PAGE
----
I recently attended an Ecstatic Dance workshop in Gillingham, Kent. Ecstatic Dance is an active meditation method using movement, music and breath. This is my second session. There are ten participants. All women.
We’ve been through the warm up and the shake and are dancing to music that sounds almost tribal, with drumming and rattles and a hint of the Celtic.
As I move my body, with eyes closed, a memory comes back to me of a night out in Lincoln many years ago.
I’m in a nightclub dancing. A man approaches me. I assume he’s going to ask me to dance. He leans towards me and shouts over the music. ‘Hey. Me and my mates over there,’ he points towards the bar. ‘We want you to know that you’ve won the prize … for being the worst dancer on the dance floor.’
He hesitates for a moment, then laughs and walks away.
I feel like I’ve been slapped in the face. I fight back tears and carry on dancing, feeling awkward and exposed.
I’d completely forgotten about this incident until now. In the remembering I feel once again the tears.
Now I let them come. I let them flow down my cheeks. I feel the emotional pain and the embarrassment and move my body to connect with them instead of pushing them away. I hear , the workshop facilitator, reminding us to breathe and realise that I’m holding my breath.
I drag my body around. Anger comes up. I stamp my feet and punch the air with fists. I become aware that this has affected me deeply. I have accepted a comment from a half-drunk man, and his friends, all those years ago, as proof that I am a terrible dancer. I see that a big part of me still believes it.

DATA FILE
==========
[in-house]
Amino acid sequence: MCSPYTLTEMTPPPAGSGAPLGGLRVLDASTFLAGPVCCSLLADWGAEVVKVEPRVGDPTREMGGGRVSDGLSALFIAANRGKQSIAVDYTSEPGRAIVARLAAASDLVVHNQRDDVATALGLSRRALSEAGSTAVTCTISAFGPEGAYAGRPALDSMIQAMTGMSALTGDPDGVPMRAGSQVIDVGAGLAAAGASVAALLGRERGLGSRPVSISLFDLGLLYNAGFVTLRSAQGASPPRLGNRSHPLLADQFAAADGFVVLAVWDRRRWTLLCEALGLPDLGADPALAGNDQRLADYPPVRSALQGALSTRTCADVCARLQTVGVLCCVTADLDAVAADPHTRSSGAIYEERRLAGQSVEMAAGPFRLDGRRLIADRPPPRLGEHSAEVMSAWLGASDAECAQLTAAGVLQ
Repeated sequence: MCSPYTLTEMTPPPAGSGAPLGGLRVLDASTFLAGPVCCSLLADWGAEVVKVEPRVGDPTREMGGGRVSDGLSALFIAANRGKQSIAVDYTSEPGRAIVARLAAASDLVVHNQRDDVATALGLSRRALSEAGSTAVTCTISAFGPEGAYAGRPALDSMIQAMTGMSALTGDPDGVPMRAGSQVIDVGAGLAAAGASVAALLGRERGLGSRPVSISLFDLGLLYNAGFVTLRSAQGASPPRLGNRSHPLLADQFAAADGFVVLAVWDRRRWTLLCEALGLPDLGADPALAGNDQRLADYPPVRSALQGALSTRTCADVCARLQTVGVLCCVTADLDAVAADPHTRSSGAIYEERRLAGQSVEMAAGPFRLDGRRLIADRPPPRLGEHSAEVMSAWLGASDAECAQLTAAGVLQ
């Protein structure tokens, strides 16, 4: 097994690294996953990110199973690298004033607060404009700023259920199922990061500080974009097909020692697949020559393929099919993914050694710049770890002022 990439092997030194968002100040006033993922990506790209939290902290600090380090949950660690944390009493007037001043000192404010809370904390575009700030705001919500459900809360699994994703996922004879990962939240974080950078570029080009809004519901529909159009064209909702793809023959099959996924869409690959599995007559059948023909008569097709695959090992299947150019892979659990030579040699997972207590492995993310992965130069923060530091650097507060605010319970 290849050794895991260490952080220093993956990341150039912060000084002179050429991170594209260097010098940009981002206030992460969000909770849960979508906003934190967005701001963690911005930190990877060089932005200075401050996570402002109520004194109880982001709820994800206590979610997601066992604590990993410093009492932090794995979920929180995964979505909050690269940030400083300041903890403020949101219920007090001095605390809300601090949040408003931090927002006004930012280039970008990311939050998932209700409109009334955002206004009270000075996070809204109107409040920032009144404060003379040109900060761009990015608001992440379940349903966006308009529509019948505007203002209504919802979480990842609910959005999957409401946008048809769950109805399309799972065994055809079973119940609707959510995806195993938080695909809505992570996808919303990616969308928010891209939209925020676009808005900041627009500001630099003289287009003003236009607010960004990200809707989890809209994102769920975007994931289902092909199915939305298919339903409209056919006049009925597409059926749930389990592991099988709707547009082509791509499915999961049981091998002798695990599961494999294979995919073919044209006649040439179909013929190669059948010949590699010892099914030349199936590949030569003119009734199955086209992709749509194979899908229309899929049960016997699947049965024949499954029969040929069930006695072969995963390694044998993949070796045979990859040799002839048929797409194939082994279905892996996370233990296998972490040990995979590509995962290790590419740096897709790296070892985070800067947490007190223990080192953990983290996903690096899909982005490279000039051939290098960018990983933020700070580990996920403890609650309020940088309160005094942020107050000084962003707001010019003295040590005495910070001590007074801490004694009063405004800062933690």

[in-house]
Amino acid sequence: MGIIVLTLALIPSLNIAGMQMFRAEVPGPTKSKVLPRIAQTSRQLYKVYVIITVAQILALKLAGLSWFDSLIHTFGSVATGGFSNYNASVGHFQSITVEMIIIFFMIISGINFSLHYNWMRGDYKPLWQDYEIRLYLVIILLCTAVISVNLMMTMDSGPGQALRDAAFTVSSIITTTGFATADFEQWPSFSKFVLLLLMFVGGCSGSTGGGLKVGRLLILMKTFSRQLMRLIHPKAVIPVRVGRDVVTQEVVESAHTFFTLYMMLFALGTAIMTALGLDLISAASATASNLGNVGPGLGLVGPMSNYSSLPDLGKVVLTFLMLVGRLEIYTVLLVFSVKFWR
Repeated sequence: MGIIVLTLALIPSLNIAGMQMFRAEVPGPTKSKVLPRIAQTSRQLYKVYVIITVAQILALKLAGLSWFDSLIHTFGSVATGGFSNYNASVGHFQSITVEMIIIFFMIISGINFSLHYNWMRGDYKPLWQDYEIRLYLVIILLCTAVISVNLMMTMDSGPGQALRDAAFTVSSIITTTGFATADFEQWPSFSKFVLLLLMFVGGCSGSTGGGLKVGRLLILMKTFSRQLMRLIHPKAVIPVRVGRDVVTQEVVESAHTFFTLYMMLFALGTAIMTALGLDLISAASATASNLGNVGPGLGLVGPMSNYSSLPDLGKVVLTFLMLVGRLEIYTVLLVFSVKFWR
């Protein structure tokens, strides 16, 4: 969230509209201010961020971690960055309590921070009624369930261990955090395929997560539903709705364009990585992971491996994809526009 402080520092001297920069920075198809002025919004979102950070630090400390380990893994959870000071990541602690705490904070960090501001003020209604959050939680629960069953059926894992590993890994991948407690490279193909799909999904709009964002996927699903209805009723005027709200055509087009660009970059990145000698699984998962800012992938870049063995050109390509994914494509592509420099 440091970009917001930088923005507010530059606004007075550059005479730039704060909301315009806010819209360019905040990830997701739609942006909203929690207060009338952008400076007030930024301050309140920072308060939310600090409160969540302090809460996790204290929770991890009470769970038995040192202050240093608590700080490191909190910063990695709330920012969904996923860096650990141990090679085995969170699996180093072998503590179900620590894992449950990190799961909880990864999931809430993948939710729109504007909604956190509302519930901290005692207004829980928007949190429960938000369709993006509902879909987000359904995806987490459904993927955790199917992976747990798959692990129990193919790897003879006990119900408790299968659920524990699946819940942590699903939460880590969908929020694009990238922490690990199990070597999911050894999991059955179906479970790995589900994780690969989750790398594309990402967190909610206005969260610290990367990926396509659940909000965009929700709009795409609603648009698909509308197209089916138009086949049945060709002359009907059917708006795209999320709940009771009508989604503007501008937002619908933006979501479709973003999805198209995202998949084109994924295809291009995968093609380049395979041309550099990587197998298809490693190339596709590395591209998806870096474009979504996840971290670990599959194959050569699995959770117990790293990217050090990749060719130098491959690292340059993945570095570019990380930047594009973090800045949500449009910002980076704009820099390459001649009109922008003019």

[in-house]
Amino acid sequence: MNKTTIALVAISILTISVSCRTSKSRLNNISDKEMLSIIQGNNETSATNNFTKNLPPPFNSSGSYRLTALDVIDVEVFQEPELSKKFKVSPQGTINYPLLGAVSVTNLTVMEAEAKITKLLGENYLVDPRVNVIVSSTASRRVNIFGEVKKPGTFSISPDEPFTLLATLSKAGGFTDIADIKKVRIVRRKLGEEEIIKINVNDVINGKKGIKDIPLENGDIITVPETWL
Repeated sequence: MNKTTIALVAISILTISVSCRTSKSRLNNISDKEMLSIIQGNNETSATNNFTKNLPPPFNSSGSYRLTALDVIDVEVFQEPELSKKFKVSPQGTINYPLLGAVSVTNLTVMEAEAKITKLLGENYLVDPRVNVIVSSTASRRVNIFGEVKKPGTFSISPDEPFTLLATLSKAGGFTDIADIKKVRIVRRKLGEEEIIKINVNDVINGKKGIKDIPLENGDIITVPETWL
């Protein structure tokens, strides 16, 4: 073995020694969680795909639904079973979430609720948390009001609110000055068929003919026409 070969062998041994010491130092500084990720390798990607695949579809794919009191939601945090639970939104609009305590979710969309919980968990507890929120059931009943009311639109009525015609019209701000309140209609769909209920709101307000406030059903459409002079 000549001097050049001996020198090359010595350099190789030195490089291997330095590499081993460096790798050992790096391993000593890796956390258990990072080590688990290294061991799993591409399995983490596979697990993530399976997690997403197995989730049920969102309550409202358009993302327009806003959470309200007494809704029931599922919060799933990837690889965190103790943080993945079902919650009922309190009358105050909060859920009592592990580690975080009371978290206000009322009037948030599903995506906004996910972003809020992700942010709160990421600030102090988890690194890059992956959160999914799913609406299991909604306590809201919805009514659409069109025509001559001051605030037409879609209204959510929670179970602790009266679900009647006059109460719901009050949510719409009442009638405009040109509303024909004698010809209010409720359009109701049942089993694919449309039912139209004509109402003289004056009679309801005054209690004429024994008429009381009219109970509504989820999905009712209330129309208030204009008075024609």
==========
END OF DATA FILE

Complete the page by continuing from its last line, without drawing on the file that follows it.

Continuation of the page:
One good thing about it happening to me, I suddenly realise, is that because I won the prize, nobody else had to. Not on that night at least.
I decide to dance the worst dance I possibly can.
I breathe in and channel the emotion into my movements. I dance embarrassment. I drop my head, bend forward and move with hunched shoulders. The music helps me, as does the breath. I take the feeling of ‘awkward’ and dance it, jerking my arms around and stepping from side to side out of time.
I notice that the memory is connected to tension in my body, and heaviness. It makes me feel tired. Makes my energy drain away. It is taking a lot of effort to be the worst dancer.
But as I dance and breathe, something begins to change. It becomes harder and harder to stay out of time. Trying to be the worst dancer is as much of a struggle as trying to be the best dancer. So I give up. I stop trying to be anything and concentrate on the breath instead. I listen to the music. I let my body do what it wants.
I allow myself to let go. There are no rules. Anything goes. Movements begin to flow. They become easy. I’m spinning, flying. No effort is needed. I feel light and notice myself smiling.
And suddenly I am saying to myself, ‘I can dance. I can dance. I can dance.’ Over and over again.
I can feel the energy in the room. It’s supportive and positive.
The music slows and Evi is instructing us to lie on the floor on a blanket and relax. We’ve been dancing for almost an hour and yet it seems as though we only just started.
Something interesting happens to my perception of time during this process.
And something even more interesting is happening to my ability to let go and dance.
For more information about the method and details of classes visit FreedOm